Kaelyn Burke, 4, made the tallest tower out of marshmallows and straws during a competition at her school, Cedar Tree Academy in Southeast, aimed at getting minority girls interested in STEM fields. (Courtesy of Oscar Merrida IV)

The challenge for a group of kindergartners Saturday morning was not just to keep from eating the marshmallows set in front of them but to turn them, along with a pile of straws, into the tallest tower they could build.

The children at Cedar Tree Academy in the District set to work. As their hands got stickier, their towers rose and fell. Nearby, professional engineers and scientists offered advice about structure and support. Finally time was up, and the measuring tape came out.

One sturdy structure with four walls that measured 11.5 inches drew applause, while its builder, 4-year old Kaelyn Burke, beamed.

So did her mother, Ladeja Burke. “She always likes to explore and watch videos about how to make things,” she said.

The activity was part of a “make-a-thon,” designed to encourage the students, all African Americans attending school in a poor neighborhood east of the Anacostia River, to focus their talents as they grow older on building bridges, towers and gadgets.

Nationally, the numbers of female African American and Latino students who pursue high-
paying jobs related to science, technology, engineering or math remain small. Research shows that many students lose interest in the fields or confidence in their abilities by middle school.

That’s why it’s important to hook them early and let them know the kinds of jobs they could eventually pursue, said Rachel Williams, one of the founders of Paige & Paxton, a Chicago-based family business that organized the make-a-thon.

“Kids at this age, the world’s in front of them,” she said. “They can be anything they want to be.”

Williams, a journalist by training, wanted to encourage her daughters to pursue science and math when they were young, so she created stories about two ­puzzle-piece characters who lived in “Puzzleland” and were trying to make sense of the world around them. The stories offered mini lessons on botany or engineering or mathematics.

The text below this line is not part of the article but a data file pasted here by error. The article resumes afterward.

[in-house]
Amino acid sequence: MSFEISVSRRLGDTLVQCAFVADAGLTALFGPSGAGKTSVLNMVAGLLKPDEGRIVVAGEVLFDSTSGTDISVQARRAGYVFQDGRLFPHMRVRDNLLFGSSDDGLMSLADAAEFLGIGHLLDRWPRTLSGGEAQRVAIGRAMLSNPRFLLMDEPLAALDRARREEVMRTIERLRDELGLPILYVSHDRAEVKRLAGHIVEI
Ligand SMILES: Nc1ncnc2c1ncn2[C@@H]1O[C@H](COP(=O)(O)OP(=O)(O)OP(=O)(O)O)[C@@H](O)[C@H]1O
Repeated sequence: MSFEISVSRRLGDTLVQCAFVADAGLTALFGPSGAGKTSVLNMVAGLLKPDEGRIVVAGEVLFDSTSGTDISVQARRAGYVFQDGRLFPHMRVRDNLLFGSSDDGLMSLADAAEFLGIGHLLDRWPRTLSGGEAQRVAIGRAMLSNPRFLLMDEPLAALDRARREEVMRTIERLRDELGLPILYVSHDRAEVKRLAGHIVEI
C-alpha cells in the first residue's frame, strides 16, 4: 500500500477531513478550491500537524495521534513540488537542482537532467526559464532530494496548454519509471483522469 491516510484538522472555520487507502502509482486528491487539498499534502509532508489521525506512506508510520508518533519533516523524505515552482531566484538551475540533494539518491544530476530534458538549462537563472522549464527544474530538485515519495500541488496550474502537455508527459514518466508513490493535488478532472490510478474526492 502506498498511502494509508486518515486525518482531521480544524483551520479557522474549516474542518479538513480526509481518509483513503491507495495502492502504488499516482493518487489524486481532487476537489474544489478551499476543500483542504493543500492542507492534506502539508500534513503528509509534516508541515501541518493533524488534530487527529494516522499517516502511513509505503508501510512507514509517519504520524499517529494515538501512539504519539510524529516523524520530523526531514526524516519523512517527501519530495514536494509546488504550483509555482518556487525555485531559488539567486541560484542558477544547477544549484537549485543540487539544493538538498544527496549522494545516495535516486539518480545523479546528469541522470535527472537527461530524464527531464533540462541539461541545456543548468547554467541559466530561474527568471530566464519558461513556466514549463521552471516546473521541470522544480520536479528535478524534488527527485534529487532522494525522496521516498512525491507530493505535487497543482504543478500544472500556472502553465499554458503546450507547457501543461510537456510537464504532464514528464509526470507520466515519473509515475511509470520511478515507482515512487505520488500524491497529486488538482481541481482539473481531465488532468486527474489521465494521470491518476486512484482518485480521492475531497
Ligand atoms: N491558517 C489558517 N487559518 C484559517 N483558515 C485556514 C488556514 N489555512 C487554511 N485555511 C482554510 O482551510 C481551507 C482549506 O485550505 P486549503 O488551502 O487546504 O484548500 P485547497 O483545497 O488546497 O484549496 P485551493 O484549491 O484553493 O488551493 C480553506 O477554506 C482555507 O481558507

She also sought enrichment opportunities for them, got a family membership to the local science museum and ignored their pleas to go to gymnastics camp. She sent them to summer school for math three years in a row instead.

It worked. Both daughters continued to study science and math in college. One daughter pursued a career in finance; the other is studying to become a dentist.

They also became interested in encouraging other African American girls to pursue math and science.

So last year the mother-daughter trio launched their business, Paige & Paxton, named for the two puzzle-piece characters that Williams created to teach her daughters when they were young. They updated Williams’s handmade books and turned them into a brightly colored series that introduces children to fields such as paleontology, botany and engineering.

Their business also offers an elementary curriculum and professional development. They work with Chicago Public Schools to provide curriculum for its elementary schools focused on science, technology, engineering and math (STEM) education.

During their make-a-thons, the trio aims to expose children and their parents to the STEM fields and the potential for jobs.

On Saturday, while children were designing prototypes with magic markers and building their towers, Williams offered parents tips on how they can encourage their children in the technical fields.

Ebony Gerald, 25, brought her daughter Jalaya to school for the activity because she wanted to expose her to something new.

“If she likes what she’s doing here, I want to find other things like this for her to do,” she said. “If not, I want to help her find something else that she likes.”

Gerald said she became interested in mortuary science through a summer job after high school. She learned a lot about the human body and the business of death. But she did not go back to school and pursue it when she started having kids.

“I couldn’t follow my dream, so I want to help her follow hers,” she said.